Early March seems like a lifetime ago, especially when we consider the magnitude and pace of change our society has faced over the past three months. It has been a time when we have all had to adapt to shifting circumstances while helping our families, our communities, and our institutions adapt as well. This moment is also a reminder that each of us, in our own way, is a beacon, doing our part to signal the presence of solid ground when waters are choppy and conditions are challenging.

As Boston College adjusted to the “new normal” of physical distancing amidst the COVID-19 pandemic, Beacon adapted as well.  Most notably, we have moved beyond the confines of our traditional print format to bring to the Boston College community six Beacon Leadership Conversations, a new webinar series that covered topics ranging from supporting our students through this challenging time to hearing firsthand from nursing alumni on the frontlines of COVID-19 care.  Our final conversation of the spring focused on the recently announced Boston College Forum on Racial Justice, which will provide a meeting place for listening, dialogue, and greater understanding about race and racism in our country, and serve as a catalyst for bridging differences, promoting reconciliation, and encouraging fresh perspectives.  The Forum, which will be led by Vince Rougeau, dean of the Boston College Law School, is in part a response to the value the University and so many of our institutions have espoused: Black Lives Matter.  But it is also more than that.  In our Beacon Leadership Conversation, Dean Rougeau observed that Boston College is uniquely well positioned to undertake this forum because:

“We have a mission and a tradition, that is at the founding of this institution, that thinks in very interesting and complex ways about the nature of justice.  It does not think of justice in purely individual terms, it thinks of it in collective terms as well.  So we have a whole language around social justice that will be very, very useful right now in terms of thinking about these kinds of problems.”

If you missed any of our Beacon Leadership Conversations, you will find them all archived in video and audio-only formats at

At Boston College, we are able to lead important change and work towards a better future because of our dedicated and generous community of alumni, parents, and friends.  In addition to being extraordinary philanthropists, our leaders provide us their unique perspectives and expertise, playing a critical role in strengthening the University for future generations.  As you will see in the stories throughout this issue of Beacon, their passions touch all corners of our campus, helping to transform lives through financial aid; support a competitive athletics program; and contribute to the academic, social, and spiritual formation of our Eagles.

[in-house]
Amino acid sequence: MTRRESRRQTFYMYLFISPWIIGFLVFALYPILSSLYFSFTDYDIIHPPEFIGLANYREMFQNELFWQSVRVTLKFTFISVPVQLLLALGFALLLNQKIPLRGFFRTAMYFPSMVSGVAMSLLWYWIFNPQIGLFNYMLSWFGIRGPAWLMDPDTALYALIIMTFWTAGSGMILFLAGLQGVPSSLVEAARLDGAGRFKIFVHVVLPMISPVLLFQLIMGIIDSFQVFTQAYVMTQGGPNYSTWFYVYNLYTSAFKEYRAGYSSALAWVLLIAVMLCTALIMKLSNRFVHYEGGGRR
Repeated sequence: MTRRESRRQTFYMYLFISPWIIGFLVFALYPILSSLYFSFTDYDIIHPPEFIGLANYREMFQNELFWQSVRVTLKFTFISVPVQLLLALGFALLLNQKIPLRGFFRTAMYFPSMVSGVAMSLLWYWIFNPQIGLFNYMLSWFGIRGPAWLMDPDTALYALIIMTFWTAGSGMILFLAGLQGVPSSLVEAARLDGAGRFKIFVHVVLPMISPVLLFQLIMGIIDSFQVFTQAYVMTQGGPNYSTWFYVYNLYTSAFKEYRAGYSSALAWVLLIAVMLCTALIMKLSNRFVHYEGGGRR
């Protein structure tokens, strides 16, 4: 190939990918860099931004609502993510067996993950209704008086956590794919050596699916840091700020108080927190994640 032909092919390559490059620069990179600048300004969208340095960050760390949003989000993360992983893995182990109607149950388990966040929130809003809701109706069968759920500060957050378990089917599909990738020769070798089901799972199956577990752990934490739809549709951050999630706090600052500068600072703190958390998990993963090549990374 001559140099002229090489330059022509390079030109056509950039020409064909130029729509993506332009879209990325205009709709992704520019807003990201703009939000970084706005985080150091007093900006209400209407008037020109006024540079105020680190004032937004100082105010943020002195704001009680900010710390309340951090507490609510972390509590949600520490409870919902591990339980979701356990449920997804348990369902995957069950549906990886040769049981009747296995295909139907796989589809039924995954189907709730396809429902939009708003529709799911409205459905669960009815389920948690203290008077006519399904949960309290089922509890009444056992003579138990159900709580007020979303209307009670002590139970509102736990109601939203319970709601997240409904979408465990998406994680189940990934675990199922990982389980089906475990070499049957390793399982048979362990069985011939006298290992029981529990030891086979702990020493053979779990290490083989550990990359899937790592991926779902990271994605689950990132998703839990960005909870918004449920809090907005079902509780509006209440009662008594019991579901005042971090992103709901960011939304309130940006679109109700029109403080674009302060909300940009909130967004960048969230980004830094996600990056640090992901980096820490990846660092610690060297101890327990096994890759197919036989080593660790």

To preserve access to a BC education, especially during these turbulent economic times, scholarship assistance will be a crucial priority in the coming year.  Boston College remains one of only 20 private universities in the country that meet the full demonstrated need of accepted applicants, drawing in students from underserved and underrepresented communities.  We are deeply grateful to our champions of financial aid and to all of our leaders for their thoughtful support and investment in these worthy causes.  I hope that their stories are as inspiring to you as they have been to me—and that they may remind us of what can be achieved when we come together to better the lives of our students, our communities, and our world.

I recently found myself revisiting my March 12th letter to alumni and parents informing everyone that we were canceling our spring events, which closed with this sentiment:

There are times when circumstances that are beyond our control remind us just how much we rely on institutions like Boston College that are pillars of excellence in our society and that play an important role in improving the human condition.

Thank you for keeping Boston College strong so that it can continue to serve society as a pillar of excellence.

Thank you for being a Beacon.

With appreciation,


Jim Husson


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